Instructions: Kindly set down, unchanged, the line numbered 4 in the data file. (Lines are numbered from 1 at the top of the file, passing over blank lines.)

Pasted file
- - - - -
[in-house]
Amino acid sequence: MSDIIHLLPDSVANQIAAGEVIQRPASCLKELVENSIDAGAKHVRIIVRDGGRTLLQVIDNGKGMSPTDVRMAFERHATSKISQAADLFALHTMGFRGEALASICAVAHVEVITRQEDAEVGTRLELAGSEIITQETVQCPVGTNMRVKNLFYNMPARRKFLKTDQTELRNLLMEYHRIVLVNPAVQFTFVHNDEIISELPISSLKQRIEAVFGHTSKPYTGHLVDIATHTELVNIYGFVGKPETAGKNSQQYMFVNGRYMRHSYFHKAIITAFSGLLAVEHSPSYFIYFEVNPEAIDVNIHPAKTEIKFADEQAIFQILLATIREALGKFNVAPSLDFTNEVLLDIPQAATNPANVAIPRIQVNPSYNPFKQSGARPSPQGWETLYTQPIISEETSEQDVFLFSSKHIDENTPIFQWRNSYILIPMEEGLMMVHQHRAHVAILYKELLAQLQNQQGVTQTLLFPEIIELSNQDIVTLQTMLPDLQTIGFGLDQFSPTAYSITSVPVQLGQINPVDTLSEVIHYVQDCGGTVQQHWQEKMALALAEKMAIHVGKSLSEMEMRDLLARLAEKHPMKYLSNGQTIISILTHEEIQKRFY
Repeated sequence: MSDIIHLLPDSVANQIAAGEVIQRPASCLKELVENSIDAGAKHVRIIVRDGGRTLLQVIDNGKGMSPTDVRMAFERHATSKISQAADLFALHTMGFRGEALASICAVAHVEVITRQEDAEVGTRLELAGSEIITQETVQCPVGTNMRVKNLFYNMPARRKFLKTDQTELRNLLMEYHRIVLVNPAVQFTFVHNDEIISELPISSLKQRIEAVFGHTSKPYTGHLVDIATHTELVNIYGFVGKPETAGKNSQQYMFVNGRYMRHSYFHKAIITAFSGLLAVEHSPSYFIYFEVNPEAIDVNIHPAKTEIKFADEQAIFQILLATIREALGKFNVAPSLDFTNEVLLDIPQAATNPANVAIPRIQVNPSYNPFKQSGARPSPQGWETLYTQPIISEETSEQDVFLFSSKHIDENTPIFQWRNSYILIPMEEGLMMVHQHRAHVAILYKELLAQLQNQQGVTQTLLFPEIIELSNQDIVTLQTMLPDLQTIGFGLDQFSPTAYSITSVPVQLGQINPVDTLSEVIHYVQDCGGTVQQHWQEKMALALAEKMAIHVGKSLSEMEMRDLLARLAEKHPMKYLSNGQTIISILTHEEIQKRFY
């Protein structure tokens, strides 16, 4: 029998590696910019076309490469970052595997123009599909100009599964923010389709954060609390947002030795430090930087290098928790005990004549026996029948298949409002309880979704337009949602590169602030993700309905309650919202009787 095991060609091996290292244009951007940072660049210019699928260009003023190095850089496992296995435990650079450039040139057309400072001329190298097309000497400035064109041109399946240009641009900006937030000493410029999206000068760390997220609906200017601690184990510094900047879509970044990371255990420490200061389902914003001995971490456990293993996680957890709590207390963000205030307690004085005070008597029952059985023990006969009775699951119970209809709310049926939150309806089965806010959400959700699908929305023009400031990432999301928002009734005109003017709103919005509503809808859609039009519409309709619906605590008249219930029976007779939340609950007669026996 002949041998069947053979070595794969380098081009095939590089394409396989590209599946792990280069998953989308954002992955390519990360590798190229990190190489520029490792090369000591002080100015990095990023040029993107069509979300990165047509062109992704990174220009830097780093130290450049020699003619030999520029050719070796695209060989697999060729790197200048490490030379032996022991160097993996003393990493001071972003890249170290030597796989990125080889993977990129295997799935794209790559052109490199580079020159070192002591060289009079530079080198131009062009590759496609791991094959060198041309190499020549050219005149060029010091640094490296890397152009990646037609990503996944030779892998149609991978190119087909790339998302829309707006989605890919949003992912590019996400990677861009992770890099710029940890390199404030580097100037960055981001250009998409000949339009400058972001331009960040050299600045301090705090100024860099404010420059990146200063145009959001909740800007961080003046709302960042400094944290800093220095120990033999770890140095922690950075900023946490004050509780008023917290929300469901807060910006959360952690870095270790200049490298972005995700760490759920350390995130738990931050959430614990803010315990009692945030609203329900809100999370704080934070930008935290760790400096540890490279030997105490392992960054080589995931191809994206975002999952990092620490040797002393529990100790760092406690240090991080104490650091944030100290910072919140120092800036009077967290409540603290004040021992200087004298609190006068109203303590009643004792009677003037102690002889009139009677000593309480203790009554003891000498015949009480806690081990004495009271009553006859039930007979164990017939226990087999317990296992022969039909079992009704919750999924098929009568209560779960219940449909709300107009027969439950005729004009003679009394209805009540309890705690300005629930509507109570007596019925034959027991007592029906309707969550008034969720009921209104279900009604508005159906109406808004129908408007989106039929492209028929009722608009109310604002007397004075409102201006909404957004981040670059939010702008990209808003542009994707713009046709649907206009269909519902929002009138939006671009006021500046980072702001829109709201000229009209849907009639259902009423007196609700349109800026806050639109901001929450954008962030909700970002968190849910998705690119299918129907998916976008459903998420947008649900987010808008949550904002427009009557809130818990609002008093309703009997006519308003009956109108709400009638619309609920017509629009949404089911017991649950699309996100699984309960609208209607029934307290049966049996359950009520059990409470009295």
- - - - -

């Protein structure tokens, strides 16, 4: 029998590696910019076309490469970052595997123009599909100009599964923010389709954060609390947002030795430090930087290098928790005990004549026996029948298949409002309880979704337009949602590169602030993700309905309650919202009787 095991060609091996290292244009951007940072660049210019699928260009003023190095850089496992296995435990650079450039040139057309400072001329190298097309000497400035064109041109399946240009641009900006937030000493410029999206000068760390997220609906200017601690184990510094900047879509970044990371255990420490200061389902914003001995971490456990293993996680957890709590207390963000205030307690004085005070008597029952059985023990006969009775699951119970209809709310049926939150309806089965806010959400959700699908929305023009400031990432999301928002009734005109003017709103919005509503809808859609039009519409309709619906605590008249219930029976007779939340609950007669026996 002949041998069947053979070595794969380098081009095939590089394409396989590209599946792990280069998953989308954002992955390519990360590798190229990190190489520029490792090369000591002080100015990095990023040029993107069509979300990165047509062109992704990174220009830097780093130290450049020699003619030999520029050719070796695209060989697999060729790197200048490490030379032996022991160097993996003393990493001071972003890249170290030597796989990125080889993977990129295997799935794209790559052109490199580079020159070192002591060289009079530079080198131009062009590759496609791991094959060198041309190499020549050219005149060029010091640094490296890397152009990646037609990503996944030779892998149609991978190119087909790339998302829309707006989605890919949003992912590019996400990677861009992770890099710029940890390199404030580097100037960055981001250009998409000949339009400058972001331009960040050299600045301090705090100024860099404010420059990146200063145009959001909740800007961080003046709302960042400094944290800093220095120990033999770890140095922690950075900023946490004050509780008023917290929300469901807060910006959360952690870095270790200049490298972005995700760490759920350390995130738990931050959430614990803010315990009692945030609203329900809100999370704080934070930008935290760790400096540890490279030997105490392992960054080589995931191809994206975002999952990092620490040797002393529990100790760092406690240090991080104490650091944030100290910072919140120092800036009077967290409540603290004040021992200087004298609190006068109203303590009643004792009677003037102690002889009139009677000593309480203790009554003891000498015949009480806690081990004495009271009553006859039930007979164990017939226990087999317990296992022969039909079992009704919750999924098929009568209560779960219940449909709300107009027969439950005729004009003679009394209805009540309890705690300005629930509507109570007596019925034959027991007592029906309707969550008034969720009921209104279900009604508005159906109406808004129908408007989106039929492209028929009722608009109310604002007397004075409102201006909404957004981040670059939010702008990209808003542009994707713009046709649907206009269909519902929002009138939006671009006021500046980072702001829109709201000229009209849907009639259902009423007196609700349109800026806050639109901001929450954008962030909700970002968190849910998705690119299918129907998916976008459903998420947008649900987010808008949550904002427009009557809130818990609002008093309703009997006519308003009956109108709400009638619309609920017509629009949404089911017991649950699309996100699984309960609208209607029934307290049966049996359950009520059990409470009295």